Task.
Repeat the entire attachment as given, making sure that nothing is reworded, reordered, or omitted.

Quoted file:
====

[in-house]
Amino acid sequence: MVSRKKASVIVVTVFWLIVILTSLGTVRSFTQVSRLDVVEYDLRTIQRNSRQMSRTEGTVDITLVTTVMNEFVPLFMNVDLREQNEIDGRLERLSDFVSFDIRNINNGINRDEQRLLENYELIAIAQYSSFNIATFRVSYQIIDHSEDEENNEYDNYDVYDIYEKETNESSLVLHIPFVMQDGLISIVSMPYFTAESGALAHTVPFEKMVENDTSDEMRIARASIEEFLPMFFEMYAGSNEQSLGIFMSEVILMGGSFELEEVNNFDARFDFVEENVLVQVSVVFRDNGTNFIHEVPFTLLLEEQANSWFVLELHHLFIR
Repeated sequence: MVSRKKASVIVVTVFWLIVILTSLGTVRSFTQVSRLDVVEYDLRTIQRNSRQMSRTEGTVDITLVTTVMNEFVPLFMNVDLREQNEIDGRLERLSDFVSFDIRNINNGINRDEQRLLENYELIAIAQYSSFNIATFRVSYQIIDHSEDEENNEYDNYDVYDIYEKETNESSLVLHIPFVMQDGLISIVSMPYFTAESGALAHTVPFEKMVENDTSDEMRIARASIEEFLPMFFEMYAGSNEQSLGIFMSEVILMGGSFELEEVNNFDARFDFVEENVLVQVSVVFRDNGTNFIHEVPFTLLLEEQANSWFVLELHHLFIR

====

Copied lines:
[in-house]
Amino acid sequence: MVSRKKASVIVVTVFWLIVILTSLGTVRSFTQVSRLDVVEYDLRTIQRNSRQMSRTEGTVDITLVTTVMNEFVPLFMNVDLREQNEIDGRLERLSDFVSFDIRNINNGINRDEQRLLENYELIAIAQYSSFNIATFRVSYQIIDHSEDEENNEYDNYDVYDIYEKETNESSLVLHIPFVMQDGLISIVSMPYFTAESGALAHTVPFEKMVENDTSDEMRIARASIEEFLPMFFEMYAGSNEQSLGIFMSEVILMGGSFELEEVNNFDARFDFVEENVLVQVSVVFRDNGTNFIHEVPFTLLLEEQANSWFVLELHHLFIR
Repeated sequence: MVSRKKASVIVVTVFWLIVILTSLGTVRSFTQVSRLDVVEYDLRTIQRNSRQMSRTEGTVDITLVTTVMNEFVPLFMNVDLREQNEIDGRLERLSDFVSFDIRNINNGINRDEQRLLENYELIAIAQYSSFNIATFRVSYQIIDHSEDEENNEYDNYDVYDIYEKETNESSLVLHIPFVMQDGLISIVSMPYFTAESGALAHTVPFEKMVENDTSDEMRIARASIEEFLPMFFEMYAGSNEQSLGIFMSEVILMGGSFELEEVNNFDARFDFVEENVLVQVSVVFRDNGTNFIHEVPFTLLLEEQANSWFVLELHHLFIR